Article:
Anxiety Disorders Are Persistent and Treatable. Here's What You Need to Know
Anxiety disorders are among the most common mental health conditions in the United States. The Anxiety and Depression Association of America estimates that 40 million adults (18%) will experience an anxiety disorder in a given year and that only about one-third of those diagnosed with an anxiety disorder seek treatment.1 Anxiety disorders can be persistent, affect daily functioning, and interfere with relationships. The good news is that there are effective treatments for anxiety disorders including cognitive behavioral therapy (CBT) and medications such as antidepressants or antipsychotics. Lakeview Health's team of experts has the expertise to treat all types of anxiety disorders including panic disorder, generalized anxiety disorder (GAD), specific phobias, social anxiety disorder, and PTSD.
Anxiety disorders are among the most common mental health conditions in the United States
Anxiety disorders are among the most common mental health conditions in the United States. They affect about 18 percent of adults—that's 40 million people—and occur in all age groups, including children.
Anxiety disorders are chronic conditions that lead to feelings of fear, uneasiness, and worry. They're not the same as stress and can be distinguished by their intensity, duration, and impact on your everyday life. Unlike the typical uneasiness that most people feel from time to time (like before giving a speech), anxiety disorders last at least six months and cause a lot more distress or impairment in daily life. In fact, they often interfere with work-related tasks, school attendance or performance, sleeping patterns, and daily functioning for those who have them.
Anxiety disorders are often long-lasting and can be difficult to treat
Anxiety disorders are persistent and treatable. They’re not curable, but they can be managed. The most common treatments include medication and therapy, such as cognitive behavioral therapy (CBT) or mindfulness-based stress reduction (MBSR). Medications used to treat anxiety include antidepressants like selective serotonin reuptake inhibitors (SSRIs), benzodiazepines, beta-blockers, and buspirone.
If you think you may have an anxiety disorder, there are a few steps you can take:
Get educated about the symptoms of each type of anxiety disorder — what they look like in both children and adults; how they differ from depression or other mood disorders; how to tell if your worries are normal or need attention from a mental health professional; what causes them; etc. This is the best way to help yourself get through this difficult time!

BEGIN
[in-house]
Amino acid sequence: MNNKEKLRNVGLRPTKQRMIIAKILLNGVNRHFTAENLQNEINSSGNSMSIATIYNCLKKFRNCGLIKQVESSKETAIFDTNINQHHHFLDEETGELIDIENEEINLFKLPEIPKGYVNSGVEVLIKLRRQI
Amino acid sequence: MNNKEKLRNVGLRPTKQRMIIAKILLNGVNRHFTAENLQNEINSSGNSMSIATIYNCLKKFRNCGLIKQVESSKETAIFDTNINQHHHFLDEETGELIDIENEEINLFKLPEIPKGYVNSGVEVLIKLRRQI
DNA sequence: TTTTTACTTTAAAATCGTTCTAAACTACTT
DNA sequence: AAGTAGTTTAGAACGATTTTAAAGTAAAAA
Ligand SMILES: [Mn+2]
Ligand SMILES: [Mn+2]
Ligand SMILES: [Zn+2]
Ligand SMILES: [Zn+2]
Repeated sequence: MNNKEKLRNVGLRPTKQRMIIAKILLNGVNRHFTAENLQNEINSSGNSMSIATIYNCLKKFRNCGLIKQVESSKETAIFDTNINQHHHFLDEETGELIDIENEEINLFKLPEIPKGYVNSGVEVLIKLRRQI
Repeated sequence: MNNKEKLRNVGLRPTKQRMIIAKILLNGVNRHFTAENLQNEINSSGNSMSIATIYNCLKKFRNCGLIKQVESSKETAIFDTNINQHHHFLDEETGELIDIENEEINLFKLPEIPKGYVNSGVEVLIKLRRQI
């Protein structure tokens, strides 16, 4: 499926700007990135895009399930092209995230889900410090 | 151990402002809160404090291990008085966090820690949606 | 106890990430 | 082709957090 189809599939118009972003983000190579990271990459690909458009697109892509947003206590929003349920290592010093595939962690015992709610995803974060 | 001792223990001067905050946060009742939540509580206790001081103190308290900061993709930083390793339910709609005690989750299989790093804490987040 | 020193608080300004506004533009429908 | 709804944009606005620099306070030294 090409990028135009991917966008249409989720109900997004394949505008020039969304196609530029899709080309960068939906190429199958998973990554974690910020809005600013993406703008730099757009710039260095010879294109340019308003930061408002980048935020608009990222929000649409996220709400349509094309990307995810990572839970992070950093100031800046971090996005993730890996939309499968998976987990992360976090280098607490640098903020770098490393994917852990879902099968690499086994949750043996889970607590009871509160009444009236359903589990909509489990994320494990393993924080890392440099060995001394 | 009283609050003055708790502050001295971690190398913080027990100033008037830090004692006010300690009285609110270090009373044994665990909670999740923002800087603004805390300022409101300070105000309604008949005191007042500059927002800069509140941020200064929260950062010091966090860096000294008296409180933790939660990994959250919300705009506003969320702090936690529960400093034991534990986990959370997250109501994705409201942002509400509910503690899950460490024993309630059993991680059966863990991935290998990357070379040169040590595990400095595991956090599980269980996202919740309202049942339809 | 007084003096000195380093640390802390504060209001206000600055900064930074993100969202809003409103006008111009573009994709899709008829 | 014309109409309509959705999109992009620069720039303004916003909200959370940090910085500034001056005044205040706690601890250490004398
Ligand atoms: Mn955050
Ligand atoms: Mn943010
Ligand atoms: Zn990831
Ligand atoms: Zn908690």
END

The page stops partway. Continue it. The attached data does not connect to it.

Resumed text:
The most common types of anxiety disorders include generalized anxiety disorder, specific phobias, social anxiety disorder, and panic disorder
The most common types of anxiety disorders include generalized anxiety disorder (GAD), specific phobias, social anxiety disorder, panic disorder, agoraphobia, and obsessive-compulsive disorder (OCD). Two more uncommon disorders are post-traumatic stress disorder (PTSD) and separation anxiety disorder.
There isn't one cause for anxiety disorders
Many factors can contribute to the development of anxiety disorders. It's important to understand how these factors work together so that you can better manage your condition and reduce your risk for future problems.
Genetics and brain chemistry: There are several genes that may increase your risk of developing an anxiety disorder, including those that control serotonin and dopamine levels in the brain. Also, people with certain personality traits, such as being more introverted or sensitive to stress, may be more likely to develop one as well.
Brain-body connection: Your body reacts differently when you're stressed out or anxious than it does when you're relaxed and calm. When your body releases hormones like adrenaline during stressful situations, the heart beats faster and blood pressure rises so that you can stay alert enough to fight off danger (or run away). When these same symptoms occur during everyday life situations where there's no immediate threat—like having a bad day at work—they could cause physical symptoms like fatigue or headaches when they weren't present before exposure
Left untreated, some types of anxiety disorders can worsen over time or lead to other concerns such as depression or substance use disorder
Left untreated, some types of anxiety disorders can worsen over time or lead to other concerns such as depression or substance use disorder.
Treatment for anxiety disorders typically involves medication, therapy, and other forms of treatment.
Anxiety disorders are persistent and treatable
Anxiety disorders are persistent and treatable. They can go on for years, which is why it’s important to get treatment at the first sign of symptoms. The best treatment for anxiety disorders is a combination of medication and therapy because they work together to address what’s at the root of your condition. The first step in recovery is getting diagnosed so that you know what kind of treatment will be best suited to help you manage your symptoms and get back on track with your life!
Anxiety supplements are a safe, effective way to treat anxiety. They can be a good alternative for people who can't afford anxiety medications or don't respond well to them. Here are the best 3 supplements for anxiety:
When you're suffering from an anxiety disorder, it can be difficult to know where to turn. You might feel like your condition is too serious to treat without medication, or too embarrassing to share with family and friends. But the good news is that there are many treatment options available. In fact, our team of experts at Lakeview Health has years of experience treating all types of anxiety disorders in adults, children and adolescents—and we’ve been able to help even those who have struggled for years with no success elsewhere. So if you're ready for change, we're here for you!